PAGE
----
Study Confirms Increased Risk, Earlier Onset of Diabetes in South East Asians Interview with:
Dr. Adam Tabak MD
Clinical Research Associate Epidemiology & Public Health
Institute of Epidemiology & Health
Faculty of Population Health Sciences
University College London, UK

Medical Research: What are the main findings of the study?  

Dr. Tabak: Some of the major findings are confirmatory, such as the almost 3 times increased risk and an earlier onset of type 2 diabetes among south Asians, and a decreased insulin sensitivity in this ethnic group. The major novel finding is related to the fact that we could model events before diabetes diagnosis. We found a faster increase in fasting glucose before the diagnosis is south Asians compared to whites and that although insulin secretion increased in both ethnicities until 7 years before diagnosis, this increase was faster among whites.

Medical Research: Were any of the findings unexpected?

Dr. Tabak: Given the known increased insulin resistance of south Asians, we expected to see a faster increase in postload glucose in this group, however these trajectories were similar in both ethnicities and overlapping.

Medical Research: What should clinicians and patients take away from your report?

Dr. Tabak: First, that south Asians have a faster increase in their glucose values before diabetes diagnosis that earlier detection may be possible for south Asians based on increasing glucose values, giving a longer window of opportunity for prevention.

Medical Research: What recommendations do you have for future research as a result of this study?

Dr. Tabak: We think that inadequate insulin secretion is a very important factor in the development of type 2 diabetes in south Asians that was rarely investigated in this ethnic group before given their substantially increased insulin resistance. First, we hope that beta-cell function will be more frequently investigated in south Asians and that this kind of longitudinal analysis (trajectories based on mixed models) will spread and will be utilized by other research groups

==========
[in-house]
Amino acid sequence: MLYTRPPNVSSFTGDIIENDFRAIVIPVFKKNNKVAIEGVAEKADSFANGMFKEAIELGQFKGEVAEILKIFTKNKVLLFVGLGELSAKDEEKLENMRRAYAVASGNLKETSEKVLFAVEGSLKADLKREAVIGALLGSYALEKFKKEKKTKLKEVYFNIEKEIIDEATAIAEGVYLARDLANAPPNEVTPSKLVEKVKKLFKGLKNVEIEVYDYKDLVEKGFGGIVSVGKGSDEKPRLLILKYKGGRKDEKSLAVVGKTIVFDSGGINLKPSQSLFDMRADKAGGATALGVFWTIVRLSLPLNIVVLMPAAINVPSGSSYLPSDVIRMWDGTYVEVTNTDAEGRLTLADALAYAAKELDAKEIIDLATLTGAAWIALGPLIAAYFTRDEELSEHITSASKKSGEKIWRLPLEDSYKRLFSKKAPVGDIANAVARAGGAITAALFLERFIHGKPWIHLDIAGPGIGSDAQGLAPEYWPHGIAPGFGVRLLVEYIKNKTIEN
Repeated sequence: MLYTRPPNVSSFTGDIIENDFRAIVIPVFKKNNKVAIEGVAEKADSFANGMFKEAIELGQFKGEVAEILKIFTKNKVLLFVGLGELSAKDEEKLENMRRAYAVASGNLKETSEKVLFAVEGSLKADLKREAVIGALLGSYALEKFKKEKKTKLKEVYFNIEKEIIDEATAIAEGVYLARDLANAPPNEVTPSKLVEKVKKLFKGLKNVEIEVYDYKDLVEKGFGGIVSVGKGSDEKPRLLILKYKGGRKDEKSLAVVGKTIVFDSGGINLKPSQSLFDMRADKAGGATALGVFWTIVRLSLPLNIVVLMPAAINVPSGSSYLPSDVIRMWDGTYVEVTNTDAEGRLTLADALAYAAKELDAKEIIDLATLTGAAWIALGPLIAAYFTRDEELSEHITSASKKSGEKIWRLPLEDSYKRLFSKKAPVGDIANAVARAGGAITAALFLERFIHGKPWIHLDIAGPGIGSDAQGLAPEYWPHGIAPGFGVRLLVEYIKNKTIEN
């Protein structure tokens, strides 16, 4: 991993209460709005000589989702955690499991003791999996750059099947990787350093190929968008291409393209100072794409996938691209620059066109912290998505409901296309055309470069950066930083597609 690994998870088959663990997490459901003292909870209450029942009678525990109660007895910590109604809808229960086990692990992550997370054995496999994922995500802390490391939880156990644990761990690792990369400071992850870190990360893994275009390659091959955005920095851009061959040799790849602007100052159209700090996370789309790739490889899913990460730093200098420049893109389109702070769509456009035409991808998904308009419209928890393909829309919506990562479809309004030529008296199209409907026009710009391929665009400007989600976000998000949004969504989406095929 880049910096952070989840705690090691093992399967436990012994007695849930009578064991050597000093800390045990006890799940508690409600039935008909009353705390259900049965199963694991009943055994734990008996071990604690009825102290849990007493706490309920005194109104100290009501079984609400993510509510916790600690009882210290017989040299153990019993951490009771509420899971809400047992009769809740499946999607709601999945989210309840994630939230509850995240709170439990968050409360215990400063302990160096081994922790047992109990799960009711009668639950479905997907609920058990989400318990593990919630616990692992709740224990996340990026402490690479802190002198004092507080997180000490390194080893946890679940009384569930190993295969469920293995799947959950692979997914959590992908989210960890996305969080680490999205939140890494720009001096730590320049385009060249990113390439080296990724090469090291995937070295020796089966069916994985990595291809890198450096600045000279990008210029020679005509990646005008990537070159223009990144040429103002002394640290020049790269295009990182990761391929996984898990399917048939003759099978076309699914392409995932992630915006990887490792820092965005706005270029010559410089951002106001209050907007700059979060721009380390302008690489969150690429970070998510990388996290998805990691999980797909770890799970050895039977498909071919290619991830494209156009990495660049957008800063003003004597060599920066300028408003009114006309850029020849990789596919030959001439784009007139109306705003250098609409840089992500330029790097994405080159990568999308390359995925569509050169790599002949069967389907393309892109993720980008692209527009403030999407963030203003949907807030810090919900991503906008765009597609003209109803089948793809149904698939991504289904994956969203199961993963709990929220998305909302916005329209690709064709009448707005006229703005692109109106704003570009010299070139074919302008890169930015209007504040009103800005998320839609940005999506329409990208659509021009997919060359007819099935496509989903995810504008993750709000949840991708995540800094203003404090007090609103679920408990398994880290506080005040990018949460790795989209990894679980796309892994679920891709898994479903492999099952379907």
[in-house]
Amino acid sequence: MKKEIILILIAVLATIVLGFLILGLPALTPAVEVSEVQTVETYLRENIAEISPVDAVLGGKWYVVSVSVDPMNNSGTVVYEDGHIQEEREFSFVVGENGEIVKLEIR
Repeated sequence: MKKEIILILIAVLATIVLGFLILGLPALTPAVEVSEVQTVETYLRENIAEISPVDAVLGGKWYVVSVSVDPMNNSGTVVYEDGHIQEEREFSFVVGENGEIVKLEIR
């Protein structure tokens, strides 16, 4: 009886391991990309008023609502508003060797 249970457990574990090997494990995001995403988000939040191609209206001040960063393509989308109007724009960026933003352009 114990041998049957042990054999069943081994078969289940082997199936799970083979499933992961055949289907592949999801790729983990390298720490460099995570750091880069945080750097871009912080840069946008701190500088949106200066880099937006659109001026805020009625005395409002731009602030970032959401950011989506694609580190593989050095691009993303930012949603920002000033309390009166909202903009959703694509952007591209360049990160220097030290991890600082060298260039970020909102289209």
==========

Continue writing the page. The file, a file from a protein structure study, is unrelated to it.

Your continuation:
Abstract presented at the 2014 European Association for the Study of Diabetes (EASD)

Trajectories of glycaemic traits in south Asians and whites before diabetes
diagnosis: a longitudinal analysis from the Whitehall II study
A.G. Tabák E.J. Brunner D.R. Witte K. Faerch D. Vistisen S. Ikehara M. Kivimaki Hulmán 1st Department of Medicine, Semmelweis University, Faculty of Medicine, Budapest,Hungary,Department of Epidemiology and Public Health, University College London, UK,Centre de Recherche Public de la Santé, Strassen, Luxembourg,Steno Diabetes Center,Gentofte, Denmark,Osaka University, Japan,University of Szeged, Hungary.

Last Updated on September 17, 2014 by Marie Benz MD FAAD